An internationally renowned expert in Italian medieval and Renaissance art and architecture, Gary Radke recently served as curator of "The Gates of Paradise: Lorenzo Ghiberti's Renaissance Masterpiece," an exhibition that toured Atlanta, Chicago, New York, and Seattle in 2007-08. The New York Times selected the exhibition catalogue for "The Gates of Paradise," which Radke edited, as one of the top art books of 2007. He previously organized traveling exhibitions of Verrocchio's "'David' Restored" (2005) and "Michelangelo: Drawings and Other Treasures from the Casa Buonarroti, Florence" (2001). A fellow of the American Academy in Rome, Radke is a prolific writer whose publications include "Viterbo: Profile of a 13th-Century Papal Palace" (Cambridge, 1997) and, with John T. Paoletti, "Art in Renaissance Italy" (London and New York, 2005).
While still in high school, Adrian Tomain started writing and drawing a combination of fictional and autobiographical stories, self-publishing them in his mini-comic Optic Nerve. In 1994, at age 20, he began producing Optic Nerve as a regular comic book series for Drawn & Quarterly. He won a Harvey Award for “Best New Talent” the following year. In 1995, his early mini-comics were collected in book form in 32 Stories, and in 1997 Drawn & Quarterly published Sleepwalk and Other Stories, comprised of the first four D&Q issues of Optic Nerve. His most recent graphic novel, Shortcomings, published in October 2007, was serialized in Optic Nerve (issues #9-11) and was excerpted in McSweeney's Quarterly Concern #13. Tomine’s illustration and design work has also graced numerous CD and album covers and has appeared in numerous magazines including The New Yorker, Esquire, Rolling Stone, and Time, to name a few.
Spencer Wells, scientist, author, and documentary filmmaker, has dedicated much of his career to studying humankind’s family tree and closing the gaps in our knowledge of human migration. Wells was recently named project director of the groundbreaking multiyear Genographic Project, which uses DNA samples to trace human migration out of Africa over 60,000 years ago. Since the project began, his work has taken him to over a dozen countries, including Chad, Tajikistan, Morocco, and French Polynesia. Wells earned an undergraduate degree in biology from the University of Texas and a Ph.D. from Harvard University. National Geographic’s Explorer-in-Residence, Wells is the recipient of numerous scientific awards, grants, and fellowships, including the 2007 Kistler Prize for accomplishment in the field of genetics. He recently published his second book, Deep Ancestry: Inside the Genographic Project.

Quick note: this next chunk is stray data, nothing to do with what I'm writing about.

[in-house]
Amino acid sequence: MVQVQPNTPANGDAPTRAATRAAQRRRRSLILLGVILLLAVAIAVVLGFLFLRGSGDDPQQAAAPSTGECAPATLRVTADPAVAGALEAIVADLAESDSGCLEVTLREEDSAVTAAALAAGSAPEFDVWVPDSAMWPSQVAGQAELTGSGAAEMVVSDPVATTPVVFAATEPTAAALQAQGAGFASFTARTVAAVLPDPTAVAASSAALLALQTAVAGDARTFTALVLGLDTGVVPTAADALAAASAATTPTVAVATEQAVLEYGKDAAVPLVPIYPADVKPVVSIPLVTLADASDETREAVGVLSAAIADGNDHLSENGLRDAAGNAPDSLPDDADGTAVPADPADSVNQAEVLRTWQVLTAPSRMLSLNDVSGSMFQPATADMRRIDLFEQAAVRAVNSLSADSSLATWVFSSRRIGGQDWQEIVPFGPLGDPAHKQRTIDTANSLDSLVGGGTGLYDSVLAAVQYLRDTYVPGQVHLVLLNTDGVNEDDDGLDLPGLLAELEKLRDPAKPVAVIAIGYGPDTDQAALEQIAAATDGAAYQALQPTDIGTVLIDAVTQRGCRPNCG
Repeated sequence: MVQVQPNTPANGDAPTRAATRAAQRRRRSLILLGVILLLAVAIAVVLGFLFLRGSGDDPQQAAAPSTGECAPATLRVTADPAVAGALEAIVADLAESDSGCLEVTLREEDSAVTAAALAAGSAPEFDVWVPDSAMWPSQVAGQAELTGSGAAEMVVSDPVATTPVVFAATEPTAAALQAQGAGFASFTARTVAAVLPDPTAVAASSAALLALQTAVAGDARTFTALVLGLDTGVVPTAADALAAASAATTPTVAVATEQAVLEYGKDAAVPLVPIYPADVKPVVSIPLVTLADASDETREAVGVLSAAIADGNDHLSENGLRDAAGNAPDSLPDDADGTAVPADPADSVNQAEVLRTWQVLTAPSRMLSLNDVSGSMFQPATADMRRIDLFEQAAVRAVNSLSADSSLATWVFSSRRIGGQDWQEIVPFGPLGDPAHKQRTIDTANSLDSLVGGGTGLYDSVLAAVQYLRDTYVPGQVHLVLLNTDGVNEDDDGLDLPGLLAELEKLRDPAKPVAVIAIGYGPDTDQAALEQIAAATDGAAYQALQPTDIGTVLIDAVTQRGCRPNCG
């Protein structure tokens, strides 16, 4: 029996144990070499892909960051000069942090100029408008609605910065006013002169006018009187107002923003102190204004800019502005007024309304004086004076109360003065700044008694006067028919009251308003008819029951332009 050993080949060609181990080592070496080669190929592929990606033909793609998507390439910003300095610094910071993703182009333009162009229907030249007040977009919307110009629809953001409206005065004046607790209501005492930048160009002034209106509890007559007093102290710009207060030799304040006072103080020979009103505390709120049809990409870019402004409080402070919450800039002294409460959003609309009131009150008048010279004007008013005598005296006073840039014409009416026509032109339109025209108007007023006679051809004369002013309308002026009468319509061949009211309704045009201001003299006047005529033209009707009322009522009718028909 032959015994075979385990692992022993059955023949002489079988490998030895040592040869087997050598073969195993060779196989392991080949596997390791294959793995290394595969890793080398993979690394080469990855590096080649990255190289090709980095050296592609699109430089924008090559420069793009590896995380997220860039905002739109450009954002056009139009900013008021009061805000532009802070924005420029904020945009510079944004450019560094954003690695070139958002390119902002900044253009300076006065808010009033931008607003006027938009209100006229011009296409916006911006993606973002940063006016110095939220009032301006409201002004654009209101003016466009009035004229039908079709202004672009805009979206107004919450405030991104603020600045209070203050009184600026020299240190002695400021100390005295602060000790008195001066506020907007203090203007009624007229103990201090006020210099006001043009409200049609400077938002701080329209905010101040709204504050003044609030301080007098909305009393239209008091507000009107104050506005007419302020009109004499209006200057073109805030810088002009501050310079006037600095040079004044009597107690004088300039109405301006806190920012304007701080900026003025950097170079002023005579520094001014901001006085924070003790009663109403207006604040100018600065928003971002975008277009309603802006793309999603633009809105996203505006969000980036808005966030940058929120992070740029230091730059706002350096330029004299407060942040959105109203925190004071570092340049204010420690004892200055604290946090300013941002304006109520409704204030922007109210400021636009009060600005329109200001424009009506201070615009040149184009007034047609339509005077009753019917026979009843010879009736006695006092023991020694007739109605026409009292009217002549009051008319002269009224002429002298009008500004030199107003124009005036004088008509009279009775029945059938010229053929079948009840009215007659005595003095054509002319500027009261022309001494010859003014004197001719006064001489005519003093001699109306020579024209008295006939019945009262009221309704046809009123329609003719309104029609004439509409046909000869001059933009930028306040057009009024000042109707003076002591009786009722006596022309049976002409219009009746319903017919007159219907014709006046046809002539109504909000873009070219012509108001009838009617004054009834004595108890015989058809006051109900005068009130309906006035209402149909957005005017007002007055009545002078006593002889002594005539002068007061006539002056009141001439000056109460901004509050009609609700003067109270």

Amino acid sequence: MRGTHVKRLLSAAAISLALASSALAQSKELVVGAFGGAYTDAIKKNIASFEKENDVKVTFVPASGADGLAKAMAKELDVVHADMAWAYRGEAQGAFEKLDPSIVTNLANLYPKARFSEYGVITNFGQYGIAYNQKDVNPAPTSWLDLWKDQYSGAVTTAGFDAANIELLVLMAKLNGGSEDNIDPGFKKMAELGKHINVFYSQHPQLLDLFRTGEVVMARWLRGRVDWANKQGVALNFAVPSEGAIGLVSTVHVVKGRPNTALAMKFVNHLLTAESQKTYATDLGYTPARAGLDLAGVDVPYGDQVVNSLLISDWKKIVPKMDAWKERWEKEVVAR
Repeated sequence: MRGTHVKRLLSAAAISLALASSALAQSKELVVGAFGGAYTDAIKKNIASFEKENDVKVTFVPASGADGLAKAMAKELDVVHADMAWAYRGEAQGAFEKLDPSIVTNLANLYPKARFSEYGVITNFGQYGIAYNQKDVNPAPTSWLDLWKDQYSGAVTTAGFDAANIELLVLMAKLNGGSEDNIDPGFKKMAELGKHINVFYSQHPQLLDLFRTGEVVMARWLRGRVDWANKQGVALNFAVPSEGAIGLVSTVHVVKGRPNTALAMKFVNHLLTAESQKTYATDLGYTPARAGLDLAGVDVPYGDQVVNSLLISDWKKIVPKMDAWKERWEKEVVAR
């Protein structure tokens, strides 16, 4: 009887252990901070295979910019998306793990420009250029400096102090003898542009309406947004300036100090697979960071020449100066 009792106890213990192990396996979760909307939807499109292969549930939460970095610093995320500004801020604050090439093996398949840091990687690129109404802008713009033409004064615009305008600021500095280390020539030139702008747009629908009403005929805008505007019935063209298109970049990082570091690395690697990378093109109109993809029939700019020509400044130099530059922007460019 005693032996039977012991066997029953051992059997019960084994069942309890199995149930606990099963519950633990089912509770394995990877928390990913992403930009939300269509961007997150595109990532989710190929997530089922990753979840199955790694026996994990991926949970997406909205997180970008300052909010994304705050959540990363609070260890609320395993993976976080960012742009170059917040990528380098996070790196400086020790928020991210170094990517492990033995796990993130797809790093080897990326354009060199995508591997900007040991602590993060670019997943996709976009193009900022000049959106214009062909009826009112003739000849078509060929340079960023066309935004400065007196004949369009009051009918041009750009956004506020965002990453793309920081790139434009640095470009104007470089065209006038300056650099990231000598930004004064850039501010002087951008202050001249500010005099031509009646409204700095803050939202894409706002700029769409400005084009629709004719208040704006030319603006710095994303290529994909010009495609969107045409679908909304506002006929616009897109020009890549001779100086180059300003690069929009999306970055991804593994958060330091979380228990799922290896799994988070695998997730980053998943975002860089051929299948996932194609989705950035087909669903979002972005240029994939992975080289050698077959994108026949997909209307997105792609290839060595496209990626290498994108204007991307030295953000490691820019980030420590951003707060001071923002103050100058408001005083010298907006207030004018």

Chris Scholz is a professor of Earth Science in Syracuse University's College of Arts and Science. His current research, which is funded by the National Science Foundation, involves reconstructing the past climates of tropical Africa from sediments found in the lakes of East Africa's Great Rift Valley. In 2005, he led an international team of researchers on a scientific drilling expedition to Lake Malawi, one of the world's largest, deepest, and oldest lakes. The first results of the Lake Malawi Drilling Project were recently published in the journal Proceedings of the National Academy of Sciences.